On the fourth and final night of the Democratic National Convention (DNC), Chelsea Clinton will introduce her mother, Hillary Clinton, as she accepts the party's nomination. The younger Clinton has been vocal this week about her mother's election rival, Donald Trump, and said she would consider a "daughters' summit" with the GOP nominee's daughter, Ivanka Trump.
On Tuesday (26 July), Clinton appeared in a Facebook Live event with Glamour editor-in-chief Cindi Leive, who asked her about Trump's speech during the Republican National Convention the previous week. Lieve asked: "[Ivanka] talked about how [her father] would fight for equal pay for equal work and would focus on making quality childcare accessible for all....If you got to ask her a question about how her father would do that, what would it be?"
"It would be that question: How would your father do that?" Chelsea replied. "How would your father do that given it's not something he's spoken about? There are no policies on any of those fronts that you just mentioned on his website – not last week, not this week. So I think the 'how?' question is super important. In politics as it is in life."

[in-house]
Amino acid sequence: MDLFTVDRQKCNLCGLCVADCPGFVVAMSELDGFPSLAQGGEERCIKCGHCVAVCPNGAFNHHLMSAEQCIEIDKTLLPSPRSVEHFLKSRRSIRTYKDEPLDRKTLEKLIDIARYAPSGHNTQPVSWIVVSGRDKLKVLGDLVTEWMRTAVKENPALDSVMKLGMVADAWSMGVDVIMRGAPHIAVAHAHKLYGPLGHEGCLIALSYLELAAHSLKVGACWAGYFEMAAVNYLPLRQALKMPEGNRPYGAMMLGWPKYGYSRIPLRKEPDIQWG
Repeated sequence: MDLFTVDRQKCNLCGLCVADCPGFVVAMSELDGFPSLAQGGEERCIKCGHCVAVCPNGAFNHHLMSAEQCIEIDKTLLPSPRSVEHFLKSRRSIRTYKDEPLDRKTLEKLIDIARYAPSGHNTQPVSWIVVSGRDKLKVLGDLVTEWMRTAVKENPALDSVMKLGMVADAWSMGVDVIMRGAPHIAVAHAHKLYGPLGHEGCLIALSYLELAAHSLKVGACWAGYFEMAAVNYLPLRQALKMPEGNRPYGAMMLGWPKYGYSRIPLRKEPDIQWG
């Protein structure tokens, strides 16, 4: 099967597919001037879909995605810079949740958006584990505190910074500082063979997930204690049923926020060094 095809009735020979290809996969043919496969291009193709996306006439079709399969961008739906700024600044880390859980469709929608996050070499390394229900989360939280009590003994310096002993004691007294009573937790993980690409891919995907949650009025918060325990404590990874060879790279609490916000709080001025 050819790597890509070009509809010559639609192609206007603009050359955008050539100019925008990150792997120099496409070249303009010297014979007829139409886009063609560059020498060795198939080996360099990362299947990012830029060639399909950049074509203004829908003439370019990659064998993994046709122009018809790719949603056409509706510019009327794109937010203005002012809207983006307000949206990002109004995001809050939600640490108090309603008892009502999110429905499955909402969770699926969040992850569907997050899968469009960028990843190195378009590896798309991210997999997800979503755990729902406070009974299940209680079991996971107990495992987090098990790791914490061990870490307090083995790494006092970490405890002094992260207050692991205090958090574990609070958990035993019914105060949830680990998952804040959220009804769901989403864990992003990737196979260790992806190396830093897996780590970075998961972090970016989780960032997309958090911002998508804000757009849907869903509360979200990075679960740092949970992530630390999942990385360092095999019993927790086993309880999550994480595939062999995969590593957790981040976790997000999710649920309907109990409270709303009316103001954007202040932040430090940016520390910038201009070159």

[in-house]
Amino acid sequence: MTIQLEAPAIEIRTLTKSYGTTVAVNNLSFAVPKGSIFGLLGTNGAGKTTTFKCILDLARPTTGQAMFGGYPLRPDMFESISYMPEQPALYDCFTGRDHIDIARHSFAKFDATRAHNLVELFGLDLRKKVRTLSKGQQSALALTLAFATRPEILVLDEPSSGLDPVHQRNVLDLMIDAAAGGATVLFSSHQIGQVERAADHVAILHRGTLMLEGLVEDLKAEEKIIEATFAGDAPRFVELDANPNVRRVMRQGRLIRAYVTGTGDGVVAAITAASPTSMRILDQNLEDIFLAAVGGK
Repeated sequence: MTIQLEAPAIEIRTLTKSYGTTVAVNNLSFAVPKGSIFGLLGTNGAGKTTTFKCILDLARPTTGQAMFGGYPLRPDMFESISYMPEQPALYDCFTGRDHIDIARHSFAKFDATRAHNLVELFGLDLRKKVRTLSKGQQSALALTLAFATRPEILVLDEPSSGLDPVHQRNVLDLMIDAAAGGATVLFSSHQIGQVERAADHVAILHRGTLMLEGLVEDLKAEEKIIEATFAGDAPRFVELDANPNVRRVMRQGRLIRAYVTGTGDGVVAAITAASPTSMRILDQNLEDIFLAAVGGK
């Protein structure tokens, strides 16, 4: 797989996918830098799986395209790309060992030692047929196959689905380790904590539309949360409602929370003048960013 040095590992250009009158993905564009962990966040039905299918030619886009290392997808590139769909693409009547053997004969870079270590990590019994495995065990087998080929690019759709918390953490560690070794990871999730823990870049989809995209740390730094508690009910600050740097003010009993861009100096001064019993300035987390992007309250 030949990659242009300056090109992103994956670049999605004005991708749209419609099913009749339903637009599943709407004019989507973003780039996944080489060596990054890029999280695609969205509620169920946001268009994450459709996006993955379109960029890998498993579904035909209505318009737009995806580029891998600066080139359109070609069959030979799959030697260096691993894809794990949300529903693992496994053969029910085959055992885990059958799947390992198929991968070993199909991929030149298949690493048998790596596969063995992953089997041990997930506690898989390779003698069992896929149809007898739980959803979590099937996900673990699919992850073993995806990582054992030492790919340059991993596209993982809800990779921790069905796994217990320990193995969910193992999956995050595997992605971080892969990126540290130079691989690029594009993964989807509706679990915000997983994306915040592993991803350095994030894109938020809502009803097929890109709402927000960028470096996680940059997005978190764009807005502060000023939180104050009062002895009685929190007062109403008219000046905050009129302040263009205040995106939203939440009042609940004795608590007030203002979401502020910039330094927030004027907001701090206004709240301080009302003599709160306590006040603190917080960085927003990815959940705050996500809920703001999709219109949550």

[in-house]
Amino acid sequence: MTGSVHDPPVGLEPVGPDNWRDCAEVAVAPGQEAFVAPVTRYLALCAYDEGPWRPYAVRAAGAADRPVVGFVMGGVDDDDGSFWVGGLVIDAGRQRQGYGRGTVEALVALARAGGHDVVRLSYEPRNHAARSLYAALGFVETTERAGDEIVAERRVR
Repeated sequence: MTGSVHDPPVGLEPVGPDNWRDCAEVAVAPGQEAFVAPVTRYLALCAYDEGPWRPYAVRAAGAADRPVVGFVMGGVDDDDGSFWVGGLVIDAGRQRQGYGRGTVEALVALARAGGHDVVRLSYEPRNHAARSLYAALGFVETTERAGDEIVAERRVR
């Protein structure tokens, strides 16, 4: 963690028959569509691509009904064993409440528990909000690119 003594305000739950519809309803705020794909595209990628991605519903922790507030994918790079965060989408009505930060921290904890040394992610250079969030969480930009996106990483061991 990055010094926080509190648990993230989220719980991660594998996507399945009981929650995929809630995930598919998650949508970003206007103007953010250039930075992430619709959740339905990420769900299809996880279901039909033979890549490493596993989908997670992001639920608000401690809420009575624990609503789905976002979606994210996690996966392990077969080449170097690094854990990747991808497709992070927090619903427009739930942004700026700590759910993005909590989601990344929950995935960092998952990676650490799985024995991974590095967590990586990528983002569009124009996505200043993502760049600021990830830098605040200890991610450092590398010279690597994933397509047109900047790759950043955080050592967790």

Clinton was again asked to comment on Trump's campaign and his daughter's involvement. Clinton told TODAY host Matt Lauer that as a mother she found the rhetoric about women, immigrants and Muslims at the GOP convention much more "upsetting" than the repeated attacks on her mother.
Clinton added that while she had not thought of hosting a "daughters' summit", it would be something that she would consider. "I think it was clear last week when Ivanka introduced her dad that she's so proud of him," she added. "I don't expect [Ivanka] to always have to defend her father. I mean, I think it's clear that Mr Trump is running his campaign and saying what he thinks is important in this election...my mother's not engaging in divisive, bigoted rhetoric."
Despite their parent's dueling campaigns, Chelsea Clinton says her friendship with Ivanka Trump remains the same. "[We're] absolutely [friends]," she told Extra. "It has nothing to do with politics. We were friends before this election; we'll be friends after this election."